THE PRESIDENT: First, I think Congressman Johnson came out for it, for NAFTA yesterday. And I hope we'll get a lot of the other Florida Democrats and the Republicans. They could turn the tide, actually. Florida is one of the keys in what happens to NAFTA. They have a huge number of presently -- votes that are not firmly declared.

Now, on the two issues you raised -- I have talked to Senator Graham twice at great length about the Caribbean Basin initiative issue and I think he has some legitimate concerns which I want to work with him on. But here is the problem: I think that their concerns -- I think we can solve this. That is, I think we can -- what the members of the Florida delegation who have real concerns about these Caribbean countries and want them to do well and not be hurt -- that is, they don't want production shifted from Caribbean nations to Mexico. I think we can work that out. And I think we can work that out with the support of the Mexicans.

But it is -- that is a matter that requires a greater attention to detail, in effect, creating a new set of understanding than solving the citrus problem or the sugar problem or the vegetable problem. And so if we were to just up and say, well, this is something we fixed or agreed to now, or the Mexicans were to agree to, they might -- we'd be asking them to do something now that they wouldn't be able to fully assess the implications of. And I think there is every indication that we could lose as many votes as we could gain from doing that. That's the real problem there.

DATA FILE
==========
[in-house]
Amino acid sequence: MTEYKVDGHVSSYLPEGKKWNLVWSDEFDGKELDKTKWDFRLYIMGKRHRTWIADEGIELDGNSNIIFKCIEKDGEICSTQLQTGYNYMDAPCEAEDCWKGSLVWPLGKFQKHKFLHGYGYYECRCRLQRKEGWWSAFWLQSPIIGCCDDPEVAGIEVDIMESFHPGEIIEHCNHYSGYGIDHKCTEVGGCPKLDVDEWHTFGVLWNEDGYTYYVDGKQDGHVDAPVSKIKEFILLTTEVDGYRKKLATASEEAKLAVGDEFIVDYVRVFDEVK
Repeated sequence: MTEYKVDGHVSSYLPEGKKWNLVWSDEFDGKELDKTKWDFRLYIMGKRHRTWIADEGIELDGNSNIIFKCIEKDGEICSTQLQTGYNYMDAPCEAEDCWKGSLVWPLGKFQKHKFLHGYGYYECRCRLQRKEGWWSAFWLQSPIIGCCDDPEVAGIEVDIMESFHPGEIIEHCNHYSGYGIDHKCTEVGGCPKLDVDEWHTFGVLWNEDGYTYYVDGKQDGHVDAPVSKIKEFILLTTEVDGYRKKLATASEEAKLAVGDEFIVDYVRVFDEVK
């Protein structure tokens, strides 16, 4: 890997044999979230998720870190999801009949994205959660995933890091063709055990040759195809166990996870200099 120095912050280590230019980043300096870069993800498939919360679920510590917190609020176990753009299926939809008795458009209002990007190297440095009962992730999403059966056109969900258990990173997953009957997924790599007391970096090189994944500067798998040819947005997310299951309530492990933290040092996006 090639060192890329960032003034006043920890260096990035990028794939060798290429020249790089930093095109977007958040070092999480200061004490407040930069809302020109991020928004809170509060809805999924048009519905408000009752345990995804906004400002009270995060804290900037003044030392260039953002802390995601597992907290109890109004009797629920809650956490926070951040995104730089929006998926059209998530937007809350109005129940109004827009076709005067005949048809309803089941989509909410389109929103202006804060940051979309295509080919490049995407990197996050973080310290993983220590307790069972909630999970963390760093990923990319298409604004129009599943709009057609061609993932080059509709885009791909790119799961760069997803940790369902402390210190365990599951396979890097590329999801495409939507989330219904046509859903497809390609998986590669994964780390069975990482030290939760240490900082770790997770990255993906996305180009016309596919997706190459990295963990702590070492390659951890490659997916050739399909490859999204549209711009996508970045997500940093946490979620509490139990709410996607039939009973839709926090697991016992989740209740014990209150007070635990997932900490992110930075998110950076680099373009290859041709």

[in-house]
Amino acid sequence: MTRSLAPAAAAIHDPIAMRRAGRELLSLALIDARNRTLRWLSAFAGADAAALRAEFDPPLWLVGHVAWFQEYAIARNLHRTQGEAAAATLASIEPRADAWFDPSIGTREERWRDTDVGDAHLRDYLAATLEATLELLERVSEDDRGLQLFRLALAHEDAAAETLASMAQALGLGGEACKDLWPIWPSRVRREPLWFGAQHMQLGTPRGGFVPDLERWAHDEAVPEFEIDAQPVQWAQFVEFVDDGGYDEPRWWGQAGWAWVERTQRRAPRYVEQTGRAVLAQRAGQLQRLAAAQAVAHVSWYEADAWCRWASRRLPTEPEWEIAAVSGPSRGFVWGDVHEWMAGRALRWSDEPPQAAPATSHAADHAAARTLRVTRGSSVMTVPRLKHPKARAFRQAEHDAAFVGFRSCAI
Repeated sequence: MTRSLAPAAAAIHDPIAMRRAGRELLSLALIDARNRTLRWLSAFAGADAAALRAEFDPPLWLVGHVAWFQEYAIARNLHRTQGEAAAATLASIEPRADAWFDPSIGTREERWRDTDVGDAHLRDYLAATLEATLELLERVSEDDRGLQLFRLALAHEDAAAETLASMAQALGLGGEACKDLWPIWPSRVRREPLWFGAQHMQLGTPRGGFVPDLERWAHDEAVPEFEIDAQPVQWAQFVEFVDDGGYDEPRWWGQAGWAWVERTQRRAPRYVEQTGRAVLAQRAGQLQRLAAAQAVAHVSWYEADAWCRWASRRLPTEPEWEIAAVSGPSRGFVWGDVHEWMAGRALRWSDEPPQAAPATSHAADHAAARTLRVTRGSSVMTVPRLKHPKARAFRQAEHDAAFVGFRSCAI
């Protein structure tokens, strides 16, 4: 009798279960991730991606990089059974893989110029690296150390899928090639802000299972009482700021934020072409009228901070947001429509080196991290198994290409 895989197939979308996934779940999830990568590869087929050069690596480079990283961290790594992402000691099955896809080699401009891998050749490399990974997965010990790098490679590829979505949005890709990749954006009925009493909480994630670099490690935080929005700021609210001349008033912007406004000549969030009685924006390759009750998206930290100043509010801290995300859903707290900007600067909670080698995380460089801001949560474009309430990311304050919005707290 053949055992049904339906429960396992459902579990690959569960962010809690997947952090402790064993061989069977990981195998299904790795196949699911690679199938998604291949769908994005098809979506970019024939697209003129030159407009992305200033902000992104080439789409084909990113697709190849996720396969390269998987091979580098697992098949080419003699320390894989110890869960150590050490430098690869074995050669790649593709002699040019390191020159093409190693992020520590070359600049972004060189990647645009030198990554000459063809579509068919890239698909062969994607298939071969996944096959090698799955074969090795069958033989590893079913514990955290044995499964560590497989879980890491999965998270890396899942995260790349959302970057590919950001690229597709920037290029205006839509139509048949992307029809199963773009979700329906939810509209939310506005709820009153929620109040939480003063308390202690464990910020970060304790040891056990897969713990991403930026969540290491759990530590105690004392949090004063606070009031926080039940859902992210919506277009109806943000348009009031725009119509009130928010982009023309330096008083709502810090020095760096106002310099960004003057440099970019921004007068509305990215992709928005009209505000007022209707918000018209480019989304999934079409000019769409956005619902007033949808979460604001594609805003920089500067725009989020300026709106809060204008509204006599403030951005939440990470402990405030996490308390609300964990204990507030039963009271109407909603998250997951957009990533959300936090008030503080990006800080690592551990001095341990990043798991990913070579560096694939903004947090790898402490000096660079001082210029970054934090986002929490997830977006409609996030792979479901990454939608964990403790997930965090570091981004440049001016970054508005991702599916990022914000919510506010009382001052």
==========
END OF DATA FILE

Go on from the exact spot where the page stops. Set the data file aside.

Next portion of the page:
I think we can work this out. But I can't -- if I promise parity with all the implications that could make now, there's a chance that we could lose as many or more votes as we could gain. Because we don't have -- we simply don't have time to sit down and work out the level of detail on this Caribbean Basin issue that I want. I think that the principle is sound; I think the objective is sound; I think we can get there. But I think we can't -- if the vote hinges on that I just don't think we can do it.

And I feel the same way on the Cuban issue. Colombia -- take another example -- Colombia has increased their purchases of American products 69 and 64 percent in the last two years. It has also had some greater contact with the Castro regime. Should we tell them we don't want them to buy our products anymore?